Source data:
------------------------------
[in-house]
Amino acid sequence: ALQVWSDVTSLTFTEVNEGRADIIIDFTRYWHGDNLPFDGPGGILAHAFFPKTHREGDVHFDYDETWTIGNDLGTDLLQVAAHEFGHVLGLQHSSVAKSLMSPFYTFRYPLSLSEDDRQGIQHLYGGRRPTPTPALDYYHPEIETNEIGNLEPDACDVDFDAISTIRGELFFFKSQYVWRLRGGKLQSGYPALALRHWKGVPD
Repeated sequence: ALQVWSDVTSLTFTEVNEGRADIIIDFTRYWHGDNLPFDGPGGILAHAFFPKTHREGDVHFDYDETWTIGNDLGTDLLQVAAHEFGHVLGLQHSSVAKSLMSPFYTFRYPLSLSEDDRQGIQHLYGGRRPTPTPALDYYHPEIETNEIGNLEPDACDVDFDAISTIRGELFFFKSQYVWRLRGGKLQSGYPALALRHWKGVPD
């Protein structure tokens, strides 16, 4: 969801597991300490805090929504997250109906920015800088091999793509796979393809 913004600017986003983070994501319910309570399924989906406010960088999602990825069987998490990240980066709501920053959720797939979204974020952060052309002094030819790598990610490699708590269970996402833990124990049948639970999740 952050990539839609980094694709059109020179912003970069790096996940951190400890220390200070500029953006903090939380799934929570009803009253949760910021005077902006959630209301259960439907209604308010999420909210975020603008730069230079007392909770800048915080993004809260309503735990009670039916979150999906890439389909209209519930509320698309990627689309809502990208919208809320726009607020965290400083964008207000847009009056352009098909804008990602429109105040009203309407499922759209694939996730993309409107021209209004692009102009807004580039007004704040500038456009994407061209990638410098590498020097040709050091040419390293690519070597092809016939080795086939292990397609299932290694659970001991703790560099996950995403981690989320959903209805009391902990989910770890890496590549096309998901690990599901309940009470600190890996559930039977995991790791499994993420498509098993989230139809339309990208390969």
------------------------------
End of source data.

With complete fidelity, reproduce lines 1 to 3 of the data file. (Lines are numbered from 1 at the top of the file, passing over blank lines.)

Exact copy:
[in-house]
Amino acid sequence: ALQVWSDVTSLTFTEVNEGRADIIIDFTRYWHGDNLPFDGPGGILAHAFFPKTHREGDVHFDYDETWTIGNDLGTDLLQVAAHEFGHVLGLQHSSVAKSLMSPFYTFRYPLSLSEDDRQGIQHLYGGRRPTPTPALDYYHPEIETNEIGNLEPDACDVDFDAISTIRGELFFFKSQYVWRLRGGKLQSGYPALALRHWKGVPD
Repeated sequence: ALQVWSDVTSLTFTEVNEGRADIIIDFTRYWHGDNLPFDGPGGILAHAFFPKTHREGDVHFDYDETWTIGNDLGTDLLQVAAHEFGHVLGLQHSSVAKSLMSPFYTFRYPLSLSEDDRQGIQHLYGGRRPTPTPALDYYHPEIETNEIGNLEPDACDVDFDAISTIRGELFFFKSQYVWRLRGGKLQSGYPALALRHWKGVPD